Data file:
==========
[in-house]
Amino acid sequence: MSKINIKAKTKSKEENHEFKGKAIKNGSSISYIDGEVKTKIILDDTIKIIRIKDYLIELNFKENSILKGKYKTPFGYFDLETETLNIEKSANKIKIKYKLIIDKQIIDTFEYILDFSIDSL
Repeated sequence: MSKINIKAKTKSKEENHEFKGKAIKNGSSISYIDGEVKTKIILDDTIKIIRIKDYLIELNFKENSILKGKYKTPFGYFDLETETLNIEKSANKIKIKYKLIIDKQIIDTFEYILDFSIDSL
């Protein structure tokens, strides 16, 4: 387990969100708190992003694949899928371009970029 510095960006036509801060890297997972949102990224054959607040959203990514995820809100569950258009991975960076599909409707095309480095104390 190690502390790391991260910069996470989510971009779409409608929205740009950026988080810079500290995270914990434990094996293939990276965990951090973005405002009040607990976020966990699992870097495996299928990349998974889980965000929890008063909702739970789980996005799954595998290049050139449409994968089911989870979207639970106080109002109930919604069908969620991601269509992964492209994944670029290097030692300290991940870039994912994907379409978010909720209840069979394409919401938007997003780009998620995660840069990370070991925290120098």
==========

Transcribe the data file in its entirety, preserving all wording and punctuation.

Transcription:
[in-house]
Amino acid sequence: MSKINIKAKTKSKEENHEFKGKAIKNGSSISYIDGEVKTKIILDDTIKIIRIKDYLIELNFKENSILKGKYKTPFGYFDLETETLNIEKSANKIKIKYKLIIDKQIIDTFEYILDFSIDSL
Repeated sequence: MSKINIKAKTKSKEENHEFKGKAIKNGSSISYIDGEVKTKIILDDTIKIIRIKDYLIELNFKENSILKGKYKTPFGYFDLETETLNIEKSANKIKIKYKLIIDKQIIDTFEYILDFSIDSL
């Protein structure tokens, strides 16, 4: 387990969100708190992003694949899928371009970029 510095960006036509801060890297997972949102990224054959607040959203990514995820809100569950258009991975960076599909409707095309480095104390 190690502390790391991260910069996470989510971009779409409608929205740009950026988080810079500290995270914990434990094996293939990276965990951090973005405002009040607990976020966990699992870097495996299928990349998974889980965000929890008063909702739970789980996005799954595998290049050139449409994968089911989870979207639970106080109002109930919604069908969620991601269509992964492209994944670029290097030692300290991940870039994912994907379409978010909720209840069979394409919401938007997003780009998620995660840069990370070991925290120098």